What are businesses actually worried about?

What are businesses actually worried about? | Insurance Business

What are businesses actually worried about?

Cyber risk consistently ranks as one of the top global business risks in the Allianz Risk Barometer. In 2021, cyber slipped from the top spot to third place, beaten only by pandemic risk and business interruption. More than half of respondents (56%) to the global survey listed data breach as the cyber exposure that concerns them the most, followed by remote working and ransomware attacks – but these days, all three risks are very closely linked.

“There’s been a significant evolution in the sophistication of cyberattacks … including the tools that are available to the attackers,” said Thomas Kang (pictured), head of cyber, North America, Allianz Global Corporate & Specialty (AGCS). “Ransomware, which involves attackers getting access to your systems and encrypting your data has been on the rise and continues to be a significant concern for us and for our customers.

“Ransomware events can involve a ransom demand as the name implies. It can involve unavailability of systems because your most important data has been encrypted, and it can also involve data breaches, because attackers have taken your sensitive data prior to encryption. Business interruption resulting from ransomware continues to increase and has been the primary driver for the cause in some of these events.”

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In recent years, ransom demands against large companies have skyrocketed. Today, it is not unusual to see seven- or eight-figure demands against large companies. If they’re not prepared to restore from backups, or have not properly protected their assets, the actual payment of ransoms can be very significant.  

“Ransomware claims are certainly getting more expensive,” said Neal Jardine, senior general adjuster & cyber practice leader at Crawford & Company Canada. “One reason why ransomware has become more expensive is that hackers are stealing the data. In the past, they would encrypt the data and demand the ransom […] but every other company would have appropriate back-ups and they wouldn’t have to pay the ransom. Although it’s still a ransomware attack, that kept the costs down.  

“Now, hackers have started doing more data exfiltration, so companies are paying for extortion and a ransom claim all on the same boat.  In some cases, hackers will say: ‘If you want your data back, pay $100,000, and if you want us not to post it on the internet, pay another $100,000.’ It's almost a two-pronged attack that companies are dealing with, as opposed to before when they only really had to deal with the ransom and the advice was always to ensure they had good back-ups without any gaps.”

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2020 saw a rise in ransomware attacks at a time when the global business community was at its most vulnerable. With the COVID-19 pandemic driving greater digitalization and remote working, IT vulnerabilities have intensified tenfold.

“Generally, more companies are aware of their vulnerabilities to cyberattacks and the potential impact that cyberattacks can have on their ability to operate,” said Kang. “More recently, because of the push toward greater connectivity and the work from home environment driven by COVID, we've seen a significant increase in the number of reported claims.”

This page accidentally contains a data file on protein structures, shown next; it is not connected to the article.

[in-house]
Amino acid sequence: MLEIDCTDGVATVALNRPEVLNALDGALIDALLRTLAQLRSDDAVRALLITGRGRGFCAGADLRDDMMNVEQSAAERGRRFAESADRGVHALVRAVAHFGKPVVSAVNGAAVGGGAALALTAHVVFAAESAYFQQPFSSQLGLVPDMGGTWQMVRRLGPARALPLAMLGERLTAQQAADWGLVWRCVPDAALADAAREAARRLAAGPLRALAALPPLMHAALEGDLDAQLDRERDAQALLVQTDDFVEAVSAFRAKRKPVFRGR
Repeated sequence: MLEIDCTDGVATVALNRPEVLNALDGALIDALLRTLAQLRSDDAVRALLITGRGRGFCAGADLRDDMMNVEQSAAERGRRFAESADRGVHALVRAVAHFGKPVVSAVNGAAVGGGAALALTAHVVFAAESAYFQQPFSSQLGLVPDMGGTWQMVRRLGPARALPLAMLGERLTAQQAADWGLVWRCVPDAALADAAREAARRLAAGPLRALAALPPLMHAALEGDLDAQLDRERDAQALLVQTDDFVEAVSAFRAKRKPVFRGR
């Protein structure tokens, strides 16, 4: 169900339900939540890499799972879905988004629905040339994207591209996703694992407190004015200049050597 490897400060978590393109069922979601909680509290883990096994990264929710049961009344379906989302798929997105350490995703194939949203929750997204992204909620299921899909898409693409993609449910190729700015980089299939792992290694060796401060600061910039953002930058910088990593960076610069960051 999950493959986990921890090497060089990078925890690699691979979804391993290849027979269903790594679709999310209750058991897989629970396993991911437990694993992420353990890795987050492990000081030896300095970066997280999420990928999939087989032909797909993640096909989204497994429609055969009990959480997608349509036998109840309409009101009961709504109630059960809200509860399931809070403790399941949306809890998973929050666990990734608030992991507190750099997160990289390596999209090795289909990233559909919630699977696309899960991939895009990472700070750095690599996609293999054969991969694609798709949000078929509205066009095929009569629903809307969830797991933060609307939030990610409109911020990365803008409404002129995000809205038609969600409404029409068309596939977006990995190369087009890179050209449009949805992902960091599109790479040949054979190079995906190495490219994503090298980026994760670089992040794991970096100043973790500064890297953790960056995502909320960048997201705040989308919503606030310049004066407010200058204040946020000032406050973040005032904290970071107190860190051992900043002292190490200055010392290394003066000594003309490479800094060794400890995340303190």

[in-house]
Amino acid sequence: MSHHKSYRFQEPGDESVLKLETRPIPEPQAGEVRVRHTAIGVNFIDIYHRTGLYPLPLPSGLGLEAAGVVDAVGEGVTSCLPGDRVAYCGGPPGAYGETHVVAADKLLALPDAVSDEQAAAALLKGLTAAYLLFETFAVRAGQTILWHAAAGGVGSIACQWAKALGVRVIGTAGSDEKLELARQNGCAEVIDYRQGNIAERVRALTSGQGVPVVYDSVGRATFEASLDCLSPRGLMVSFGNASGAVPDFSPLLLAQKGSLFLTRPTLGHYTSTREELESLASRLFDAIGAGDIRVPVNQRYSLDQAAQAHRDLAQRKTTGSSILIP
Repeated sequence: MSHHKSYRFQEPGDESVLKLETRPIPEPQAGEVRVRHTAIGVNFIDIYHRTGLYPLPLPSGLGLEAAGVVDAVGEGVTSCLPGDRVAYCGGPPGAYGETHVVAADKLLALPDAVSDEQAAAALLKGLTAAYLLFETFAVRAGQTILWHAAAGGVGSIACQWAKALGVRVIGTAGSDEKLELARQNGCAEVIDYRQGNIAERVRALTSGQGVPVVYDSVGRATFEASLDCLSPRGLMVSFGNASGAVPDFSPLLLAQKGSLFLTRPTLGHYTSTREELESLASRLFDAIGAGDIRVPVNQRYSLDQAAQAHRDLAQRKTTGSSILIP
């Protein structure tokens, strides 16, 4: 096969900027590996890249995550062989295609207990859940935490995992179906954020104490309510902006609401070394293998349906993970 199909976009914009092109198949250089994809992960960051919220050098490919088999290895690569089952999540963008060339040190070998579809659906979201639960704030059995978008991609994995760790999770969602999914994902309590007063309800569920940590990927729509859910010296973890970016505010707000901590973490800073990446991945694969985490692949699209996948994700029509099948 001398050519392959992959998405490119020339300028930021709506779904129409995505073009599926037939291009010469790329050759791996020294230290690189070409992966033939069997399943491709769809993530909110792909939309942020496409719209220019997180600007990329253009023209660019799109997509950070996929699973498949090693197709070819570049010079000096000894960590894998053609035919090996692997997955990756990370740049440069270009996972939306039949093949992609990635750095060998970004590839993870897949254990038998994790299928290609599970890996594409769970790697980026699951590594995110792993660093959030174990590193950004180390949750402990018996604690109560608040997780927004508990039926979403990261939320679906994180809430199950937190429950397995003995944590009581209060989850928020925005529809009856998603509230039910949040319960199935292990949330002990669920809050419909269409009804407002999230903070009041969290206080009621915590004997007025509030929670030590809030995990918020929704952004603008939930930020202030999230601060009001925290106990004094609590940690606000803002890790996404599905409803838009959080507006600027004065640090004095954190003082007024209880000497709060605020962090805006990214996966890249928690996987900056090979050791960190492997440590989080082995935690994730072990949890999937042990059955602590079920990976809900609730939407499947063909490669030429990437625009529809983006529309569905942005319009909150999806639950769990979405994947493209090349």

Some of the factors contributing to more data breaches and ransomware events include: distracted employees, increased remote access in the work from home environment, and budget constraints.

“Everyone is working from home, where there are naturally more distractions from kids or other family members, and when you couple that with phishing attacks that are COVID themed, there are more clicks on malicious links and more breaches,” Kang explained. “Second, companies are also in a difficult position and have more remote access points. We’ve seen less security around employee access points for corporate networks, and bad actors have been able to take advantage of some of those vulnerabilities.

“In terms of budget constraints, we all have clients that have been heavily impacted by the pandemic, for example, in the retail, hospitality, travel, and transportation sectors. They’ve all been significantly impacted, and it becomes more important that companies understand the risks and allocate their IT security budgets appropriately to get the most impact for their investment.”

The COVID-19 pandemic has been a “massive learning curve” for many companies on remote access protocol, according to Jardine. In March 2020, after the World Health Organization officially declared COVID-19 a global pandemic, businesses across Canada had to scramble to set their employees up for remote working. This was a novelty for both employees and IT professionals, and not everybody got it right. Some companies suffered breaches after exposing systems to the internet without appropriate security measures like strong passwords and multi-factor authentication.

“All of a sudden, companies went from having an internal network of 1,000 employees to having an external network of 1,000 employees, which they don’t have as much control over,” said Jardine. “There was a big learning curve for a lot of companies who had to upgrade their security and shift employees to a remote working environment where they would be secure. Hackers took advantage of that by targeting their emails and their phishing campaigns around that idea.”